[18:45]: Changing the term mental health to mental fitness.  We need to exercise and work on our mental fitness.

[20:00]: How men have been told that it’s weak to be vulnerable but that it’s crucial.  As this generation changes, it will be passed on to the next generation so that it’s normal for men to talk about what’s going on.

[21:50]: Gus shares about the day on Triple M where they played just music for the whole day to encourage people to talk to each other. The feedback was that people don’t know how to start a conversation.

[23:00]: Suicide is the death of lonliness. Covid has made things difficult but just because we haven’t been able to touch people doesn’t mean we should be isolated.

[25:30]: How during his keynote speaking events, Gus asks people to send a message to someone they haven’t seen for a while and sit in silence to wait for the reply. It sparked a wide range of emotions and brought connection to thousands of people.

[27:50]: Simple connection is the key.  The power of a conversation changes lives.

[29:00]: Working in the prevention arena of mental health makes it difficult to know if you’re doing a good job.  But people’s lives have been saved.

[30:00]: The different organisations working in this space should collaborate together because we all want the same thing.

[31:30]: How Movember fronted the cost for Man Up

[32:15]: The vision for Gotcha 4 Life is zero suicides.  One is too many.

[33:25]: Gus’ advice to men with the traditional masculine norms.  Find a couple of people in your life that you can have a proper conversation, warts and all. It’s the manliest thing you can do.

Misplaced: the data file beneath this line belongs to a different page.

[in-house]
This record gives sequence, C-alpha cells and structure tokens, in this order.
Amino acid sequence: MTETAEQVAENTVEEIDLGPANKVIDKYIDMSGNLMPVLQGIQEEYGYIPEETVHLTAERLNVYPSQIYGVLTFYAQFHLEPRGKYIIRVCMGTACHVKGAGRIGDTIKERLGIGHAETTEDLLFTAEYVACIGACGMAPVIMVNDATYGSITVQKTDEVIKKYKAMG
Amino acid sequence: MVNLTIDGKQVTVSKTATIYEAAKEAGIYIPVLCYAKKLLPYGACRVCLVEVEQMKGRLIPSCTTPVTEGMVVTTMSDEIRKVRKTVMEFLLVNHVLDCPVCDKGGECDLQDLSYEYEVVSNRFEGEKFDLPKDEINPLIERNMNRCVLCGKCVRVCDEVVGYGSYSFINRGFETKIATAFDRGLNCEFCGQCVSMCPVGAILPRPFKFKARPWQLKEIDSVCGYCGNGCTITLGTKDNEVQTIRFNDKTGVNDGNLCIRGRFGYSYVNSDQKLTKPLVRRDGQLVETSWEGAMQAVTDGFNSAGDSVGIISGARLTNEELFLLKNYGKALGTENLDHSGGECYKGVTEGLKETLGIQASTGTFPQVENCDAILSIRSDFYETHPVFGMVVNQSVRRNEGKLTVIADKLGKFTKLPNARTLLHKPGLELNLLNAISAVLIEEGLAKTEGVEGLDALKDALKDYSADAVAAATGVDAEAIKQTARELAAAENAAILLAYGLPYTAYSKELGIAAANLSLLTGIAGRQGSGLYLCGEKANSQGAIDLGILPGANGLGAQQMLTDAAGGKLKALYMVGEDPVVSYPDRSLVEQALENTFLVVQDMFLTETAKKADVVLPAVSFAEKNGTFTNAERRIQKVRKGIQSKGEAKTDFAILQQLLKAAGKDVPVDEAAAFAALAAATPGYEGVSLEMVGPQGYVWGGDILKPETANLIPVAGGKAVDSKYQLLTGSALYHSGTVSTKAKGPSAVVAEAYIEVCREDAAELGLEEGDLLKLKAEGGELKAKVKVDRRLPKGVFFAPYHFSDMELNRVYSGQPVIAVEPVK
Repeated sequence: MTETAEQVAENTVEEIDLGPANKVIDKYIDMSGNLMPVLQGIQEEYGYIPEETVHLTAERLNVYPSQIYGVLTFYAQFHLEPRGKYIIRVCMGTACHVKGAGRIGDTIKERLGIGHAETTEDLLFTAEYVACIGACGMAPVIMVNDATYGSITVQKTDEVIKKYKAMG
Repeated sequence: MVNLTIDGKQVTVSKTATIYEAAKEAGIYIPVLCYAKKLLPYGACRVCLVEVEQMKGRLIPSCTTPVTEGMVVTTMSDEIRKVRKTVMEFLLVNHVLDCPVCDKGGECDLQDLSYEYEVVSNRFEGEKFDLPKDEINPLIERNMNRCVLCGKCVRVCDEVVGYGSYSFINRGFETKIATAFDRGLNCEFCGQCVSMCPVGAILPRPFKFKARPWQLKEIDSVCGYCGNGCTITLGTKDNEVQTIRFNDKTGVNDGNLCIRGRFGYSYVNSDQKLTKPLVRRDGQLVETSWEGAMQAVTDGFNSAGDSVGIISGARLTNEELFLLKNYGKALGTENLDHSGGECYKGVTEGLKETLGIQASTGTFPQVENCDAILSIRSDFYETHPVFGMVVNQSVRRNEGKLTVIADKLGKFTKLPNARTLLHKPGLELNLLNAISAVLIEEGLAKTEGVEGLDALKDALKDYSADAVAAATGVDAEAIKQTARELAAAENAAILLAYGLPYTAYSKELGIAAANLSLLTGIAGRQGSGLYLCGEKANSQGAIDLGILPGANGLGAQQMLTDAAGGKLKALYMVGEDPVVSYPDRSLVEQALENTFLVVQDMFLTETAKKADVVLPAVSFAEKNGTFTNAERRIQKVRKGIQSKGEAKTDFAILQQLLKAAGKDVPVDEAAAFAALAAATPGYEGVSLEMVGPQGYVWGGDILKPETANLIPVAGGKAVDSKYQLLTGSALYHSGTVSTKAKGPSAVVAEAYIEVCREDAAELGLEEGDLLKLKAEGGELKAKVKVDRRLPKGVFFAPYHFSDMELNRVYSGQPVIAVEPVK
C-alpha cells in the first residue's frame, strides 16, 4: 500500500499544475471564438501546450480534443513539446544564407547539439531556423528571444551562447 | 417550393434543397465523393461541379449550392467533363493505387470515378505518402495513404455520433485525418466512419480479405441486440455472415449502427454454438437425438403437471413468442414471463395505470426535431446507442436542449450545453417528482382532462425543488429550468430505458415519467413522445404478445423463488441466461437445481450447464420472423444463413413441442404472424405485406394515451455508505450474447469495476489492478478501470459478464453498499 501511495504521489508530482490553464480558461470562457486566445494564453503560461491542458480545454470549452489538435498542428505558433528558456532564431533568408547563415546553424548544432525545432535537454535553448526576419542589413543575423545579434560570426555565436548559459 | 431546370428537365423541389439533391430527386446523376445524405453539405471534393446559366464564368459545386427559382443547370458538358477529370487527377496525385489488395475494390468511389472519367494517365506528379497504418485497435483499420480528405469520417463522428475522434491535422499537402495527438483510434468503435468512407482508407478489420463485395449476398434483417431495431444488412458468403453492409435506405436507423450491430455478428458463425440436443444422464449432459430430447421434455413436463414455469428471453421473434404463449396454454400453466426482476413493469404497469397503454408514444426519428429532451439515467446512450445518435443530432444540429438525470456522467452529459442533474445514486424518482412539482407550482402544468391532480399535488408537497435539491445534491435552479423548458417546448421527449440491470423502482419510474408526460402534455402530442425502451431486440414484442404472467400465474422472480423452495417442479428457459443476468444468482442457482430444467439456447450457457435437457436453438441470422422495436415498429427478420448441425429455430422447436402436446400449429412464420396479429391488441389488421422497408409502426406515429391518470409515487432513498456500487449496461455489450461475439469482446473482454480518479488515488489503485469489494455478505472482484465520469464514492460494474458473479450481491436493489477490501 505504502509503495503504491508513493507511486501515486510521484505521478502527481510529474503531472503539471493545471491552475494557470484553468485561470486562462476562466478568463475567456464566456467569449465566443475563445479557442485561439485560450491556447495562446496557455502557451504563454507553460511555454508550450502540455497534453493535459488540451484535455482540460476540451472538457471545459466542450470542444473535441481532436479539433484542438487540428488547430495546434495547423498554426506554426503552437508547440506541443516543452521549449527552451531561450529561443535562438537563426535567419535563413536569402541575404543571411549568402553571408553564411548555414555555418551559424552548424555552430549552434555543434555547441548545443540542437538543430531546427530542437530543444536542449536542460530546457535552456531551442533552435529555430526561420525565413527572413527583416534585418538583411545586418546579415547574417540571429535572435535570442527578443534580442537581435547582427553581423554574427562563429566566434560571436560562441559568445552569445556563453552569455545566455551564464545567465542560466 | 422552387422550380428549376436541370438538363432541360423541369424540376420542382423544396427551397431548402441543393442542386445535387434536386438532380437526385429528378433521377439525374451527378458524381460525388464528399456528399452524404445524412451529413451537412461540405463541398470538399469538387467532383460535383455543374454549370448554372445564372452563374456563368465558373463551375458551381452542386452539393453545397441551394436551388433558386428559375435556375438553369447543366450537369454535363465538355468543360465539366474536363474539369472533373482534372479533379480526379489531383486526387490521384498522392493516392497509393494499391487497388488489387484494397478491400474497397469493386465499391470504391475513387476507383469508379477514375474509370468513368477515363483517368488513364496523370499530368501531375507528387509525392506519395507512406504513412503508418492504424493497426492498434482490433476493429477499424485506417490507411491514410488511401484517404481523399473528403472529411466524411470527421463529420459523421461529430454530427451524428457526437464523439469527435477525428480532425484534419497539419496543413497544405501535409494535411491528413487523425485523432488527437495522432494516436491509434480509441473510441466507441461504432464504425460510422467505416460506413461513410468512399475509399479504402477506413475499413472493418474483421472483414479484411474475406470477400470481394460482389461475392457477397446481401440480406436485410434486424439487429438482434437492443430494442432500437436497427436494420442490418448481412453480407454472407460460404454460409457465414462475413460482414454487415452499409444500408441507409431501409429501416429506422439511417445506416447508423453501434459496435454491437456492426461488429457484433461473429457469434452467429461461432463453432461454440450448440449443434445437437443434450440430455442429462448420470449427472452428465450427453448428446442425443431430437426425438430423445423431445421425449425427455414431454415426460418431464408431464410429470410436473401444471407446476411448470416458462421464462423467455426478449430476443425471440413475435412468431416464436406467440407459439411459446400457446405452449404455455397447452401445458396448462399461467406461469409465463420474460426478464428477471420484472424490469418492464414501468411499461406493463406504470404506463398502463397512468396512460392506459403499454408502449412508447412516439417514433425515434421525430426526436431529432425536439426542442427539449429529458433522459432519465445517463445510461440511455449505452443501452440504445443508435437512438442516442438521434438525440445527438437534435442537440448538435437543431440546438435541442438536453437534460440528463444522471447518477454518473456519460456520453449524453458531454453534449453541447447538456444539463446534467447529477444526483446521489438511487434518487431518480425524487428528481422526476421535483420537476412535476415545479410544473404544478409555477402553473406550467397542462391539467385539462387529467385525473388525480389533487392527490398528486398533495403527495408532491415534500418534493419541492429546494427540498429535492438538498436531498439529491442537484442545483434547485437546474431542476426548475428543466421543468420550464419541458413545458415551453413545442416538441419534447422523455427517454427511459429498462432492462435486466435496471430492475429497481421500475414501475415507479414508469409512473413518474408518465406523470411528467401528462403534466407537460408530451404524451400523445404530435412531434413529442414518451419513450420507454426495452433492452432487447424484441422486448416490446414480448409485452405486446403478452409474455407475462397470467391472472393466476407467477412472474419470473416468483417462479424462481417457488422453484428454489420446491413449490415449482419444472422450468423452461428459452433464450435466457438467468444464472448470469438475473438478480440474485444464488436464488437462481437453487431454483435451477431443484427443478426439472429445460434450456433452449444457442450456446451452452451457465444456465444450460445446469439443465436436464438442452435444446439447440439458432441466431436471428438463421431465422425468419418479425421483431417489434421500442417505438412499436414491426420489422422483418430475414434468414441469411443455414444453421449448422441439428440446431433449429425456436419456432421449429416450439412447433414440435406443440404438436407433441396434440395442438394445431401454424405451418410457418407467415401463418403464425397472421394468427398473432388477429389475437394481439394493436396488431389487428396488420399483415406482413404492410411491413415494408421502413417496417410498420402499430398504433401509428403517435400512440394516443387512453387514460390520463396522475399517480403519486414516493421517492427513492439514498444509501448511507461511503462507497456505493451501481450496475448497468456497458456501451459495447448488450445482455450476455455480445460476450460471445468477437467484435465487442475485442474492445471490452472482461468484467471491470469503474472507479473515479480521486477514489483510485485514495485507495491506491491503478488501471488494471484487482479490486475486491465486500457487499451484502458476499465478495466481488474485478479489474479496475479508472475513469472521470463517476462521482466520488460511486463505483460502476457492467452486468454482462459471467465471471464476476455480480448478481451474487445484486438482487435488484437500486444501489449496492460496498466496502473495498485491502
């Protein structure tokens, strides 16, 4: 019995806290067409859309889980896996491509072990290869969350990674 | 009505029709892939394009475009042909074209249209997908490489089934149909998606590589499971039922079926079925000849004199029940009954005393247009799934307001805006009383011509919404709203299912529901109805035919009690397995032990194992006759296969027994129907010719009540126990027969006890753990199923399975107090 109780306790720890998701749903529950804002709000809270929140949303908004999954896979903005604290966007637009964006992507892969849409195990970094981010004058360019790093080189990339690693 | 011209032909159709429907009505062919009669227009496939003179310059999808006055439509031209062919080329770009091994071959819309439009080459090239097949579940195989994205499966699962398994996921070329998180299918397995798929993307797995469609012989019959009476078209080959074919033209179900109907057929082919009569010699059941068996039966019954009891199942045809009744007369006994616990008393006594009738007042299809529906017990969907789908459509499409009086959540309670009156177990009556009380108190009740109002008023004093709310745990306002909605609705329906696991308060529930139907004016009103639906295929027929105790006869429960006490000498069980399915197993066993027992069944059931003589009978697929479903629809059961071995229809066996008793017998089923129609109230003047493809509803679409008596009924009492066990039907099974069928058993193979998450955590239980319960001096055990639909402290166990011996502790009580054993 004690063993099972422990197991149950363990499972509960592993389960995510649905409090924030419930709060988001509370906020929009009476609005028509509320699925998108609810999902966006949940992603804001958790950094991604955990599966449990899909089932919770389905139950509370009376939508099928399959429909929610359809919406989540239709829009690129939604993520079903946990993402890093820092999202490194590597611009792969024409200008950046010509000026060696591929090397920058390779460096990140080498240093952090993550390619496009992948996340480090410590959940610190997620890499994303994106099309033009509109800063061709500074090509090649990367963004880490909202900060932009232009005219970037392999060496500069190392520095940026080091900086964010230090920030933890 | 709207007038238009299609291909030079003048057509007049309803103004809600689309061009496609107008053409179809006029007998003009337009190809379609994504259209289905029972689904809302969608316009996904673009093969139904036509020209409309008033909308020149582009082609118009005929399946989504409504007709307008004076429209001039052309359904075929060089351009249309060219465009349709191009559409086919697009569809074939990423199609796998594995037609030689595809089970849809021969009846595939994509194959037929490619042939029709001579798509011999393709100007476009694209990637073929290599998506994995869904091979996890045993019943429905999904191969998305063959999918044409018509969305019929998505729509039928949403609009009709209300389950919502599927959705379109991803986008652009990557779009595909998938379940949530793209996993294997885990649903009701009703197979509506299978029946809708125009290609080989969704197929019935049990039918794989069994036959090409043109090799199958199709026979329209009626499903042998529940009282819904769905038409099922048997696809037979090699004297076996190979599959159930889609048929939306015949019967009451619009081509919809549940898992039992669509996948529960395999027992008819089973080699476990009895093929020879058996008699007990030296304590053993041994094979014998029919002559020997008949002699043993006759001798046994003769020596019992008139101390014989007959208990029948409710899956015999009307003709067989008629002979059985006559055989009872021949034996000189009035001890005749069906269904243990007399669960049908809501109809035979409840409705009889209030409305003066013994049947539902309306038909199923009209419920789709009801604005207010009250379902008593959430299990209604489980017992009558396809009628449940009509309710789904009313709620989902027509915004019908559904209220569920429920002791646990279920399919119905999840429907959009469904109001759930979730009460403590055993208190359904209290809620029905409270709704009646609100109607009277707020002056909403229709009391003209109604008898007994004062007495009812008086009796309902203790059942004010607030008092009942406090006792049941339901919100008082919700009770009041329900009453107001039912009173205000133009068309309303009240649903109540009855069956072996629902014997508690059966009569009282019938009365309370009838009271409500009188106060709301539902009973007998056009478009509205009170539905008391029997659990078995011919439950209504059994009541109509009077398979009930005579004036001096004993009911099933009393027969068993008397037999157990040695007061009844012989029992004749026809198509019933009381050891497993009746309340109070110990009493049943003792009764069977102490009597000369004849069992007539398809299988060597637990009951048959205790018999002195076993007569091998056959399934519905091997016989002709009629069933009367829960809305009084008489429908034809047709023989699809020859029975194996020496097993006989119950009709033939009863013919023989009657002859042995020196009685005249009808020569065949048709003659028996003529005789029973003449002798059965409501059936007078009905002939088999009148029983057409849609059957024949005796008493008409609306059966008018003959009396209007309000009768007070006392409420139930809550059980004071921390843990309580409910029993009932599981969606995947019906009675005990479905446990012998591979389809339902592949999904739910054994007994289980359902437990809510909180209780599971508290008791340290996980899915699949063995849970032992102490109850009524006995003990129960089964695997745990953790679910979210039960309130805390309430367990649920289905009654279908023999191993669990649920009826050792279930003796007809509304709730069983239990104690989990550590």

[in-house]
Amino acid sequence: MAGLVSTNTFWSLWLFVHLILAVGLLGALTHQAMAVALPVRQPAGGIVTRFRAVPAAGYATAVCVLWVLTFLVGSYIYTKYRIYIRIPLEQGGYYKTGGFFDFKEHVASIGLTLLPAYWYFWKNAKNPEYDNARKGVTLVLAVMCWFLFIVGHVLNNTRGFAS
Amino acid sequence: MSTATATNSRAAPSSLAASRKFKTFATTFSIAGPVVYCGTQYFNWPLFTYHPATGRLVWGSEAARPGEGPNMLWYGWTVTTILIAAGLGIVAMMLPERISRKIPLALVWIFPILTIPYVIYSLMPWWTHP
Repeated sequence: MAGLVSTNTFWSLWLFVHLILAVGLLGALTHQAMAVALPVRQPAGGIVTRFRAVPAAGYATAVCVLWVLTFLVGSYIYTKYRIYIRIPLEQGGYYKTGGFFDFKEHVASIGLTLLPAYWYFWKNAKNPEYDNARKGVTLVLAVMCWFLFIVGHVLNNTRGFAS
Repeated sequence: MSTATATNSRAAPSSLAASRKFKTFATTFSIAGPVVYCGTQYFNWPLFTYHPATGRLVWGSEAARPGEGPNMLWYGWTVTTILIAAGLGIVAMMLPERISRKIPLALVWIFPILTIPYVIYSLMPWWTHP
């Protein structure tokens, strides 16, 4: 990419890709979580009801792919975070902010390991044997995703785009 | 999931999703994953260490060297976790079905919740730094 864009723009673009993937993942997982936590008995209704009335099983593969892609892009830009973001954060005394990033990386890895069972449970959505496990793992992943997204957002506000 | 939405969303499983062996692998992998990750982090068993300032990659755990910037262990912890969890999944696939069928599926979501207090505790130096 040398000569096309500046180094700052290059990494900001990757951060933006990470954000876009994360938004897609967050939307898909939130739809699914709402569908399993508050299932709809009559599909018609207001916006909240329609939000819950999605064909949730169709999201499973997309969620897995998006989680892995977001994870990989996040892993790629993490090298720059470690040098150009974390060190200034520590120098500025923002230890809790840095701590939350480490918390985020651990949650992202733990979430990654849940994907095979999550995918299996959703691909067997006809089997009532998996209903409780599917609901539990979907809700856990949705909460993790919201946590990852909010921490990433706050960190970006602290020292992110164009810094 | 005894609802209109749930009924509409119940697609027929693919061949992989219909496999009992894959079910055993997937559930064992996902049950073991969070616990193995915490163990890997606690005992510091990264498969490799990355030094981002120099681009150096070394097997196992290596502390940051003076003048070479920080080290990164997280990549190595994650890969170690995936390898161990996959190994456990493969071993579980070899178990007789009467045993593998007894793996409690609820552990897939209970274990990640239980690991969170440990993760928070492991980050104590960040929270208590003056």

[35:55]: Try and become the safest person possible in your group.  If you’re mentally fit, other people will feel safe to share with you. 

[37:26]: Turn your mates into friends so that you can have the deeper conversation when you need to.



Gus’ website: https://www.gotcha4life.org/

Instagram: @gusworland


Thanks for listening to another episode of It Ain’t Weak to Speak with Sam Webb. Please rate the show and leave a review if you enjoyed it. 

Click here to leave a review & rate our show!


If after listening to this episode and you don't quite feel right or you want to reach out to someone to speak to, we have provided some useful resources below. 

For immediate support please call one of the following 24/7 hotlines. Someone will be ready to take your call. Remember, ‘It Ain’t Weak to Speak’


If you are in Australia:


Emergency: 000

Lifeline: 13 11 14

Kids Helpline: 1800 55 1800


If you are in the United States:


Emergency: 911

National Suicide Prevention Lifeline: 1-800-273-8255

Crisis Text Line: Text LIVIN to 741741 in the United States


If you would prefer to speak with someone face-to-face, we recommend visiting your local GP (doctor) who will be able to have a chat with you about what is going on in your life and refer you to a mental health professional if required.

For some tools to help you with things like stress, low mood, general worries, please check out our LIVIN tips and tricks here.

If you would like to learn more about LIVIN, join the movement, or help spread the word, please visit us at the links below:

Follow us on Instagram, Facebook, Twitter and Linkedin 

Shop Our Merch collection to support the cause and start a conversation that could save a life.

Get Involved in one of our upcoming events or book a program at your school or workplace.

Donate to support the mission and help us spread the message.

Join us on our Facebook Group to continue the conversation and to connect with our community so that we can help more people.